I knew Dylan was colouring it and he asked for any colour suggestions for Mona, so I sent some colour ideas and he worked his magic and we got the final cover, simple really.

It was nice to be asked to do a cover for a strip that I’d drawn, so you already had all the ref and a feel for the character.

Thank you so much to Patrick for taking the time here to share that absolutely gorgeous wrapround cover with us. Make sure to pick up 2000 AD Prog 2219 from the 2000 AD web shop from 17 February where you have not just the pleasure of staring in awe at that cover but also get to see Patrick and colourist Dylan Teague drawing the Judge Dredd strip inside.

As an added extra, Patrick also sent along his initial character studies of his skysurfing heroine…

For more great cover breakdowns from Patrick, be sure to check out these Covers Uncovered for Prog 2021, Prog 2185, and Prog 2205.

And you can also see and hear Patrick on the 2000 AD Thrill-Cast Lockdown Tapes where he’s talking Aquila: The Burning Fields

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2000 AD Covers Uncovered – Simon Fraser does the dirty on Frank

Every week, 2000 AD brings you the galaxy’s greatest artwork and 2000 AD Covers Uncovered takes you behind-the-scenes with the headline artists responsible for our top cover art – join bloggers Richard Bruton and Pete Wells as they uncover the greatest covers from 2000 AD!

This week we talk to the insanely talented art droid Simon Fraser, whose gorgeously muted palette of colours and striking linework is making the second series of HersheyThe Brutal – look simply stunning!

On the cover of 2000 AD Prog 2218, Fraser takes brutal to a whole new level, giving us a beaten and bloodied Dirty Frank (and canine companion)…

You can find 2000 AD Prog 2218 out on 10 February in all good newsagents and comic shops and from the 2000 AD web shop. Inside, you’ll be able to thrill to the penultimate episode of Hershey: The Brutal, written by Rob Williams, art by Simon, showing us just how bad an idea it is to get on the wrong side of the former Chief Judge.

Now, over to Simon to see just how he went about doing the dirty on poor old Frank…

SIMON FRASER: So this cover was almost comically straightforward. There’s barely a story here but I’ll stretch it out as far as I can.

Matt asked me for a cover of Frank, ” a battered looking Frank with his bare fists up, about to fight El Demonio. Can just focus on Frank, though, looking like he’s been through the mill.”

So I drew this...

It’s a reasonably polished pencil ( for me ) not a rough layout because I really don’t think there’s a lot to quibble with here and I’m under a bit of deadline pressure to finish the last two parts. If I can cut out a stage then that’s a win!

So I chuck some colour on it from the limited palette I’ve been using for the story itself. Like so…

As for my Palette for Hershey:The Brutal – it’s comically small!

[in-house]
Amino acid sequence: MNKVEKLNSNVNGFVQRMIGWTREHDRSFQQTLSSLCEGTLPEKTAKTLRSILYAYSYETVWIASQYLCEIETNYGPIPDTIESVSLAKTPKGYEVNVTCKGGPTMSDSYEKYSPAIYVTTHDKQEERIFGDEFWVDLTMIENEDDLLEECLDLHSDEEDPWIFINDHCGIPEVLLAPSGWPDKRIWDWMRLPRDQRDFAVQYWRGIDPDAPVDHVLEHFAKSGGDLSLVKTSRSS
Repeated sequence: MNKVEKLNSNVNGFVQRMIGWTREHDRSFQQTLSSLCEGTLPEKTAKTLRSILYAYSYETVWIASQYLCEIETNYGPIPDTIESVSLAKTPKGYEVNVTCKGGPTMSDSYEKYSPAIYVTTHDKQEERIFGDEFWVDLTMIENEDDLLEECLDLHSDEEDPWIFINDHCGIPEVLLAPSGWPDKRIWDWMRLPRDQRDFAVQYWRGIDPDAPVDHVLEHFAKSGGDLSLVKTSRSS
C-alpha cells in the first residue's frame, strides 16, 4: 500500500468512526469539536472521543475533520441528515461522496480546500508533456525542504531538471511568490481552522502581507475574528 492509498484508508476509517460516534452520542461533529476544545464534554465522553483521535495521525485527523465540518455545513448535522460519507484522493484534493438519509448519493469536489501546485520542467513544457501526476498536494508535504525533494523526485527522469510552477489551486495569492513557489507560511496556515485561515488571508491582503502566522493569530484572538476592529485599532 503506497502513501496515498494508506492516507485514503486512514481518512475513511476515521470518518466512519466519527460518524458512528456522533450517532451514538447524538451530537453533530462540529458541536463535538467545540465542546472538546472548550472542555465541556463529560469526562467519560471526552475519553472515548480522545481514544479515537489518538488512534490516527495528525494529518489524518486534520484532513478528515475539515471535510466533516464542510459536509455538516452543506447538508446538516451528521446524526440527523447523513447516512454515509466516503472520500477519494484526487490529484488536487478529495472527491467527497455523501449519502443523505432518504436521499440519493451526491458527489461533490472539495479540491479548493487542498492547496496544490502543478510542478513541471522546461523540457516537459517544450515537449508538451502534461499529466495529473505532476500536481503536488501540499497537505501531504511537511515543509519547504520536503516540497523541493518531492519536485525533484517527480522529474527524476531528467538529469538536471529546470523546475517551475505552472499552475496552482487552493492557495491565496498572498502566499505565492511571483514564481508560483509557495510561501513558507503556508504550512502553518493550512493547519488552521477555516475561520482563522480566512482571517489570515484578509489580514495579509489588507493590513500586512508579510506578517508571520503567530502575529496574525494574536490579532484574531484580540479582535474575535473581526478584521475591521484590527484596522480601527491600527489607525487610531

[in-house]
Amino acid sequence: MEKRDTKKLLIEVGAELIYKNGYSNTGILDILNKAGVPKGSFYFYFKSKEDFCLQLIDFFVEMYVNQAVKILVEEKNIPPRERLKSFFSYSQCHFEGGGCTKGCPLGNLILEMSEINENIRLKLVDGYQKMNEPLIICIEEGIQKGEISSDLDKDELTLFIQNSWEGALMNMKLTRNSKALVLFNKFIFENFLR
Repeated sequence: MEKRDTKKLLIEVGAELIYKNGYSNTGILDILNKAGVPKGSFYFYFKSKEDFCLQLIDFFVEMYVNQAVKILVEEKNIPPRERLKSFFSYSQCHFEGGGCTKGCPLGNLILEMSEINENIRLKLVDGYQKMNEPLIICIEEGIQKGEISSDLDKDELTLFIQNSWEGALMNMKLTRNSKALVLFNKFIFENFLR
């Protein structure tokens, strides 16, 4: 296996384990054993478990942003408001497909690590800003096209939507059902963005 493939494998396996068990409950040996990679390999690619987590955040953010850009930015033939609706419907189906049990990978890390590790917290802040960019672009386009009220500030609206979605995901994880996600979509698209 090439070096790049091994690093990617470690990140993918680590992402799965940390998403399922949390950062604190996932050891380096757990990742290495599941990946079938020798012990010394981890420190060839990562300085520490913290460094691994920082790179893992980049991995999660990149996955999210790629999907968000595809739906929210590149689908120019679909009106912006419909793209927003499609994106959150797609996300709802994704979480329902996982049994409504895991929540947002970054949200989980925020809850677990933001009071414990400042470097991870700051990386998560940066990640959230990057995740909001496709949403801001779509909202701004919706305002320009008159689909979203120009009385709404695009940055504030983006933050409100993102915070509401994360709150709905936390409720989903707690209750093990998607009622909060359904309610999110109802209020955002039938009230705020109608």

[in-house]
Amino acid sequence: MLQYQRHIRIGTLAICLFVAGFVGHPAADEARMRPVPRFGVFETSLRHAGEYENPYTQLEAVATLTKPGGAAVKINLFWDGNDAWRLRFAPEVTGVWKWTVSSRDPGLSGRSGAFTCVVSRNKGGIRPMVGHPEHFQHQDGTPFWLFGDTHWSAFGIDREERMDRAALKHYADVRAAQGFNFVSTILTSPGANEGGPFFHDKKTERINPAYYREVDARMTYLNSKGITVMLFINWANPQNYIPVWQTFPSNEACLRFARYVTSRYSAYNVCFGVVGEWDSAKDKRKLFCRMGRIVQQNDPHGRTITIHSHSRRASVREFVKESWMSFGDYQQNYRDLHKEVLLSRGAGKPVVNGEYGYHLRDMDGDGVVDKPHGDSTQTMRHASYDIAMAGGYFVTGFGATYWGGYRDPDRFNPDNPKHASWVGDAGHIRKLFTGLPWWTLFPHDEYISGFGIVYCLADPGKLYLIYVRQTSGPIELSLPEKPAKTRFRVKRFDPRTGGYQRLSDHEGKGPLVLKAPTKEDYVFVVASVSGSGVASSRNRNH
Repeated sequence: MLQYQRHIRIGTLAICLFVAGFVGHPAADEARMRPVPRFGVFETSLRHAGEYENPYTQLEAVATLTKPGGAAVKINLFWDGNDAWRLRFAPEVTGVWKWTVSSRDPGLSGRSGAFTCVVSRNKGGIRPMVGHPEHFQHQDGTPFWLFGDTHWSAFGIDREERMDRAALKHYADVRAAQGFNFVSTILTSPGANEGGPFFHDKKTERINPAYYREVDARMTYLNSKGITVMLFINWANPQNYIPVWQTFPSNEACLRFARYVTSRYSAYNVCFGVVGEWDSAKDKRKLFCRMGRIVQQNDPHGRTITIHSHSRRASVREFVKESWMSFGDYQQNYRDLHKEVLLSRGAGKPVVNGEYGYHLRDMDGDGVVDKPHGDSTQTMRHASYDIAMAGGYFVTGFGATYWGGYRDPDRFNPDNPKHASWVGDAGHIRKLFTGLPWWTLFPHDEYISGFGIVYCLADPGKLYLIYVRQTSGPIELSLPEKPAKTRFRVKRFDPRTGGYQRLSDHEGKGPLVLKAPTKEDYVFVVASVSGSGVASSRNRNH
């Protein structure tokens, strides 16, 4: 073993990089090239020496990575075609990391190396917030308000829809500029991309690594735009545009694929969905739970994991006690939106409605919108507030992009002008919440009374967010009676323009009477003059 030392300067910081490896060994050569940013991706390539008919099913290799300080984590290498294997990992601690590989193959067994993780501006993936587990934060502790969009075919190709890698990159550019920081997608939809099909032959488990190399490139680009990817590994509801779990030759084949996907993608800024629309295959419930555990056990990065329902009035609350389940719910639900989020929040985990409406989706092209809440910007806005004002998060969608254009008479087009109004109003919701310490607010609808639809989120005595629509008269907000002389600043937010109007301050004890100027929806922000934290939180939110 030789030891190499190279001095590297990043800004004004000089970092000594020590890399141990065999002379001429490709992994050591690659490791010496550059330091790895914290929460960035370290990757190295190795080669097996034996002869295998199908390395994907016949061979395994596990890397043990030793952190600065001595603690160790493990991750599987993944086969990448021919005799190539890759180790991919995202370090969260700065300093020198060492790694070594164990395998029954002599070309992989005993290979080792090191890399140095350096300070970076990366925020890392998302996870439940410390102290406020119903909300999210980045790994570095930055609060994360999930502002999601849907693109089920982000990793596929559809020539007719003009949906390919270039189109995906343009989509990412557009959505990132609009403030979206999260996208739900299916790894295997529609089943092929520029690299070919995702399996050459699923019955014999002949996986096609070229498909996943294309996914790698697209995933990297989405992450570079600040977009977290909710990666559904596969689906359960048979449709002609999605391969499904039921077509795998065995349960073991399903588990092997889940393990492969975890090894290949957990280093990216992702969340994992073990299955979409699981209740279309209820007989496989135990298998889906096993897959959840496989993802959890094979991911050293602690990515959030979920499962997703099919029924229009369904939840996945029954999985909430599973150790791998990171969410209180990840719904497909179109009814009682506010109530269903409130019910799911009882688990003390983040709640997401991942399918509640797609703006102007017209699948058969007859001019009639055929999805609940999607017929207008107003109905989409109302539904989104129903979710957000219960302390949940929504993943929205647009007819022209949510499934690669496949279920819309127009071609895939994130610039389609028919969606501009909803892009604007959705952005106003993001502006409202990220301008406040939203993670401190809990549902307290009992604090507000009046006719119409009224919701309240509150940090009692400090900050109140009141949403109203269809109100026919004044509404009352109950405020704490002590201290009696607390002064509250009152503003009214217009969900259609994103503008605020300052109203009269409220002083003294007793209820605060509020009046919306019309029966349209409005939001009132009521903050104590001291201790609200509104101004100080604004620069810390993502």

All the colours of Hershey!

I basically just downloaded a couple of picture postcards of Brazil and Colombia and sampled some of the colours into a photoshop palette. I stuck to this palette for 94.7% of the time.

Occasionally I used a different tonal value of one of the palette colours. The thing about keeping things so disciplined is that when you eventually do break the rules, it’s quite shocking. For example, there’s no vivid red in the whole story (all that blood you see is purple) so when I push that right at the end, it adds an extra kick to the storytelling.

Matt gives me the ‘GO’ to do the final art based on my rough. I inked in ClipStudio, Blue-lining the pencil rough and working on it using a Pen called ‘Frenden Feathering’ which I’ve grown to love. It’s very squishy and a bit square so I can get a slightly erratic line out of it if I want, but at the same time, it does beautiful delicate feathering if required to.

The other pen I use a lot is a fineliner with a very small amount of flexibility and Stabilization turned up to 100%. I call it ‘Architecture’ and I draw buildings and machines with it. The line has some feel to it (like a fineliner pen), but stabilization keeps my hand steady enough that I don’t need to use rulers very much at all. I try and use rulers as little as possible as they can make things too rigid and tense. Anyway, I digress.

I coloured it up in my trusty old copy of Photoshop CS5. I added a bit of lens flare (don’t hate me!) and that was that, Hershey’s favourite punching bag in all his gory (not a misspelling).

And that’s it – another thrill-powered 2000 AD cover in the bag! Once more, thanks so much to Simon for sending these over to us.

That beautifully brutal Dirty Frank cover is on the front of 2000 AD Prog 2218 – and you can pick that up from the 2000 AD web shop from 10 February.

And if you’re looking for more from Simon and Hershey, check out the Covers Uncovered piece he wrote for us about the surprise return of Hershey in Disease with 2000 AD Prog 2176.

And of course, the collected Hershey: Disease comes out on 17 August 2021. You can find details of that, along with all of 2000 AD’s collections for the year here.